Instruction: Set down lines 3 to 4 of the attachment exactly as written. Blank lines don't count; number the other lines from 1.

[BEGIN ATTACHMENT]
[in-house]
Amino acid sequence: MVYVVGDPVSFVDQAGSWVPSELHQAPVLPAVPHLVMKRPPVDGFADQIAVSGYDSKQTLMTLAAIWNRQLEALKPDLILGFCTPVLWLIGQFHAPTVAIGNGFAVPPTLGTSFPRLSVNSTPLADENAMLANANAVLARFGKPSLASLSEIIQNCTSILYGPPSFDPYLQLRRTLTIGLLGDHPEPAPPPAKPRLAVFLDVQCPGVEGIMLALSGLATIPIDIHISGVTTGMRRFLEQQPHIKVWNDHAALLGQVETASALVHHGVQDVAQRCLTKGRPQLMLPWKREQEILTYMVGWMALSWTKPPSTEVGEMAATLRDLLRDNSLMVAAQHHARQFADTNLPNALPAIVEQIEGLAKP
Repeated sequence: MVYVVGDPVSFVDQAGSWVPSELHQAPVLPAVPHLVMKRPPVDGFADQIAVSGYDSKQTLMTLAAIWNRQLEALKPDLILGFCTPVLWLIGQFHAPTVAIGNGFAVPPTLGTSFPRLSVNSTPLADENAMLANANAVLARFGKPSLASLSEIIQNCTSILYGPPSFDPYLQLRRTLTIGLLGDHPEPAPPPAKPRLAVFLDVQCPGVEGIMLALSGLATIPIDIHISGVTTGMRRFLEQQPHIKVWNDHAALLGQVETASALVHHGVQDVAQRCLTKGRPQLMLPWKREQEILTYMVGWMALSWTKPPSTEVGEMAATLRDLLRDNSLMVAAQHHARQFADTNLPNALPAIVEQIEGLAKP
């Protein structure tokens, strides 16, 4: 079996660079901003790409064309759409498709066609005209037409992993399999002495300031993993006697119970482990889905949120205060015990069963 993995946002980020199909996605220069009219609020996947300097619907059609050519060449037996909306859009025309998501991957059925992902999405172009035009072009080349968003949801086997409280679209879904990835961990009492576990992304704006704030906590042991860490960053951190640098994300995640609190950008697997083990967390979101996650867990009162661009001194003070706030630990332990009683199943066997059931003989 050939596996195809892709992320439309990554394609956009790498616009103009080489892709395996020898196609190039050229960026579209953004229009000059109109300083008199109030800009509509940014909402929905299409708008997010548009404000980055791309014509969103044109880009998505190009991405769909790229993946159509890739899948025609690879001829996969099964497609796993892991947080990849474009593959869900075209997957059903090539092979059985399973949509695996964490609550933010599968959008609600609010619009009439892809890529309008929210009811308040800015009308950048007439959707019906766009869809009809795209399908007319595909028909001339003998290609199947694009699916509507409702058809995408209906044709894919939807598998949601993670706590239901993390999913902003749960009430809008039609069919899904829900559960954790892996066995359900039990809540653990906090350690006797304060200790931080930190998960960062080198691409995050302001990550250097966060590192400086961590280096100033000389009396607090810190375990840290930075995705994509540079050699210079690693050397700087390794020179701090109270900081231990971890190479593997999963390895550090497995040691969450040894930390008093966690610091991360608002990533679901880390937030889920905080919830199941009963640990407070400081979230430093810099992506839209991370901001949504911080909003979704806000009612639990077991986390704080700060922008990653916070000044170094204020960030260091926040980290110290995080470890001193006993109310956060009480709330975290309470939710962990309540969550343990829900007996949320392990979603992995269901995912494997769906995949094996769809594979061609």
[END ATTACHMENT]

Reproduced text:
Repeated sequence: MVYVVGDPVSFVDQAGSWVPSELHQAPVLPAVPHLVMKRPPVDGFADQIAVSGYDSKQTLMTLAAIWNRQLEALKPDLILGFCTPVLWLIGQFHAPTVAIGNGFAVPPTLGTSFPRLSVNSTPLADENAMLANANAVLARFGKPSLASLSEIIQNCTSILYGPPSFDPYLQLRRTLTIGLLGDHPEPAPPPAKPRLAVFLDVQCPGVEGIMLALSGLATIPIDIHISGVTTGMRRFLEQQPHIKVWNDHAALLGQVETASALVHHGVQDVAQRCLTKGRPQLMLPWKREQEILTYMVGWMALSWTKPPSTEVGEMAATLRDLLRDNSLMVAAQHHARQFADTNLPNALPAIVEQIEGLAKP
């Protein structure tokens, strides 16, 4: 079996660079901003790409064309759409498709066609005209037409992993399999002495300031993993006697119970482990889905949120205060015990069963 993995946002980020199909996605220069009219609020996947300097619907059609050519060449037996909306859009025309998501991957059925992902999405172009035009072009080349968003949801086997409280679209879904990835961990009492576990992304704006704030906590042991860490960053951190640098994300995640609190950008697997083990967390979101996650867990009162661009001194003070706030630990332990009683199943066997059931003989 050939596996195809892709992320439309990554394609956009790498616009103009080489892709395996020898196609190039050229960026579209953004229009000059109109300083008199109030800009509509940014909402929905299409708008997010548009404000980055791309014509969103044109880009998505190009991405769909790229993946159509890739899948025609690879001829996969099964497609796993892991947080990849474009593959869900075209997957059903090539092979059985399973949509695996964490609550933010599968959008609600609010619009009439892809890529309008929210009811308040800015009308950048007439959707019906766009869809009809795209399908007319595909028909001339003998290609199947694009699916509507409702058809995408209906044709894919939807598998949601993670706590239901993390999913902003749960009430809008039609069919899904829900559960954790892996066995359900039990809540653990906090350690006797304060200790931080930190998960960062080198691409995050302001990550250097966060590192400086961590280096100033000389009396607090810190375990840290930075995705994509540079050699210079690693050397700087390794020179701090109270900081231990971890190479593997999963390895550090497995040691969450040894930390008093966690610091991360608002990533679901880390937030889920905080919830199941009963640990407070400081979230430093810099992506839209991370901001949504911080909003979704806000009612639990077991986390704080700060922008990653916070000044170094204020960030260091926040980290110290995080470890001193006993109310956060009480709330975290309470939710962990309540969550343990829900007996949320392990979603992995269901995912494997769906995949094996769809594979061609």